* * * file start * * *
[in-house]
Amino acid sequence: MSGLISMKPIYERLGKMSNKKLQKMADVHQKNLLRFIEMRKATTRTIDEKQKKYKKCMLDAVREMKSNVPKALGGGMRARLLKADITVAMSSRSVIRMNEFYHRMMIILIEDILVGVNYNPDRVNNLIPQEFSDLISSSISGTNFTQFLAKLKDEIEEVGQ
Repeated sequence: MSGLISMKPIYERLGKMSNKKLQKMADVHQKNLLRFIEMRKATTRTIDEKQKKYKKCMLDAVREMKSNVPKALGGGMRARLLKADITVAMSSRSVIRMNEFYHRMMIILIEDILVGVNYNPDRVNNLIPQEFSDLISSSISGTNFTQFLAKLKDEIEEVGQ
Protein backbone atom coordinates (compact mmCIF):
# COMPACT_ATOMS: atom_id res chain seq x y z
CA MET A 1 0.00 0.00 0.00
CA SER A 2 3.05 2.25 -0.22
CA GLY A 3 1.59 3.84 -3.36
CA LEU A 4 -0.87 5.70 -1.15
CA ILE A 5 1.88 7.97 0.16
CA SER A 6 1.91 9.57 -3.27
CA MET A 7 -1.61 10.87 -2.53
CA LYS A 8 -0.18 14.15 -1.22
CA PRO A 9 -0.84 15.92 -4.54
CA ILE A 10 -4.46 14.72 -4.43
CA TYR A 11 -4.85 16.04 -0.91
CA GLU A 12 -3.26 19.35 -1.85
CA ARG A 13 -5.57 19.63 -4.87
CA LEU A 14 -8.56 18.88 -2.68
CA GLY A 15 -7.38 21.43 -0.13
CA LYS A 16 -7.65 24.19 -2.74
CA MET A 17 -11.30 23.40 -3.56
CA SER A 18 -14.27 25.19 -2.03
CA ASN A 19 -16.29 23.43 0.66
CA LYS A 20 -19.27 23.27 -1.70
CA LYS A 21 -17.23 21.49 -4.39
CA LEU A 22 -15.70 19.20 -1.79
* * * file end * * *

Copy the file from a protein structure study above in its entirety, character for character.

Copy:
[in-house]
Amino acid sequence: MSGLISMKPIYERLGKMSNKKLQKMADVHQKNLLRFIEMRKATTRTIDEKQKKYKKCMLDAVREMKSNVPKALGGGMRARLLKADITVAMSSRSVIRMNEFYHRMMIILIEDILVGVNYNPDRVNNLIPQEFSDLISSSISGTNFTQFLAKLKDEIEEVGQ
Repeated sequence: MSGLISMKPIYERLGKMSNKKLQKMADVHQKNLLRFIEMRKATTRTIDEKQKKYKKCMLDAVREMKSNVPKALGGGMRARLLKADITVAMSSRSVIRMNEFYHRMMIILIEDILVGVNYNPDRVNNLIPQEFSDLISSSISGTNFTQFLAKLKDEIEEVGQ
Protein backbone atom coordinates (compact mmCIF):
# COMPACT_ATOMS: atom_id res chain seq x y z
CA MET A 1 0.00 0.00 0.00
CA SER A 2 3.05 2.25 -0.22
CA GLY A 3 1.59 3.84 -3.36
CA LEU A 4 -0.87 5.70 -1.15
CA ILE A 5 1.88 7.97 0.16
CA SER A 6 1.91 9.57 -3.27
CA MET A 7 -1.61 10.87 -2.53
CA LYS A 8 -0.18 14.15 -1.22
CA PRO A 9 -0.84 15.92 -4.54
CA ILE A 10 -4.46 14.72 -4.43
CA TYR A 11 -4.85 16.04 -0.91
CA GLU A 12 -3.26 19.35 -1.85
CA ARG A 13 -5.57 19.63 -4.87
CA LEU A 14 -8.56 18.88 -2.68
CA GLY A 15 -7.38 21.43 -0.13
CA LYS A 16 -7.65 24.19 -2.74
CA MET A 17 -11.30 23.40 -3.56
CA SER A 18 -14.27 25.19 -2.03
CA ASN A 19 -16.29 23.43 0.66
CA LYS A 20 -19.27 23.27 -1.70
CA LYS A 21 -17.23 21.49 -4.39
CA LEU A 22 -15.70 19.20 -1.79